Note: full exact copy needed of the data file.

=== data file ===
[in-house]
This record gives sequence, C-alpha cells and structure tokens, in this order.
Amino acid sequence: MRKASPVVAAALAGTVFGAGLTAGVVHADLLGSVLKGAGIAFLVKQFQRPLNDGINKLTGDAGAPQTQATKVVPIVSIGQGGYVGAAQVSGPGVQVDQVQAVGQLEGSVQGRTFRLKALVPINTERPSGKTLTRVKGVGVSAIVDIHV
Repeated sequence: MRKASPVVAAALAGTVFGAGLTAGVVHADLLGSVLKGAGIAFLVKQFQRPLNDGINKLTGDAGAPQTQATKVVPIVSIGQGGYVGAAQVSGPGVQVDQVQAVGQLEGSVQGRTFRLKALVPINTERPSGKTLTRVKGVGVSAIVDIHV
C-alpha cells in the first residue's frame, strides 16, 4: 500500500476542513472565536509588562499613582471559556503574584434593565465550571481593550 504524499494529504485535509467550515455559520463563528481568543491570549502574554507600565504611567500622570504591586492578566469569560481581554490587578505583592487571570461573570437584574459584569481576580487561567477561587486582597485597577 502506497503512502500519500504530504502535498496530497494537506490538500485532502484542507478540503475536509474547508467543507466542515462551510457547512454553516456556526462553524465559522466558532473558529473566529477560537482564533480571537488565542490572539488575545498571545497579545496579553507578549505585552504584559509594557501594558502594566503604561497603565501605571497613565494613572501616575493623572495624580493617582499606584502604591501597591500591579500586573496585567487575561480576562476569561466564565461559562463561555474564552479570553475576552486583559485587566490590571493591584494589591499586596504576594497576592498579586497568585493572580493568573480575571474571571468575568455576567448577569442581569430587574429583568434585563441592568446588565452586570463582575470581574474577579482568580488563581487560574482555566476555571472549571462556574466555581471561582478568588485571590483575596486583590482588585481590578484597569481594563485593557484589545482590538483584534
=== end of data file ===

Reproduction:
[in-house]
This record gives sequence, C-alpha cells and structure tokens, in this order.
Amino acid sequence: MRKASPVVAAALAGTVFGAGLTAGVVHADLLGSVLKGAGIAFLVKQFQRPLNDGINKLTGDAGAPQTQATKVVPIVSIGQGGYVGAAQVSGPGVQVDQVQAVGQLEGSVQGRTFRLKALVPINTERPSGKTLTRVKGVGVSAIVDIHV
Repeated sequence: MRKASPVVAAALAGTVFGAGLTAGVVHADLLGSVLKGAGIAFLVKQFQRPLNDGINKLTGDAGAPQTQATKVVPIVSIGQGGYVGAAQVSGPGVQVDQVQAVGQLEGSVQGRTFRLKALVPINTERPSGKTLTRVKGVGVSAIVDIHV
C-alpha cells in the first residue's frame, strides 16, 4: 500500500476542513472565536509588562499613582471559556503574584434593565465550571481593550 504524499494529504485535509467550515455559520463563528481568543491570549502574554507600565504611567500622570504591586492578566469569560481581554490587578505583592487571570461573570437584574459584569481576580487561567477561587486582597485597577 502506497503512502500519500504530504502535498496530497494537506490538500485532502484542507478540503475536509474547508467543507466542515462551510457547512454553516456556526462553524465559522466558532473558529473566529477560537482564533480571537488565542490572539488575545498571545497579545496579553507578549505585552504584559509594557501594558502594566503604561497603565501605571497613565494613572501616575493623572495624580493617582499606584502604591501597591500591579500586573496585567487575561480576562476569561466564565461559562463561555474564552479570553475576552486583559485587566490590571493591584494589591499586596504576594497576592498579586497568585493572580493568573480575571474571571468575568455576567448577569442581569430587574429583568434585563441592568446588565452586570463582575470581574474577579482568580488563581487560574482555566476555571472549571462556574466555581471561582478568588485571590483575596486583590482588585481590578484597569481594563485593557484589545482590538483584534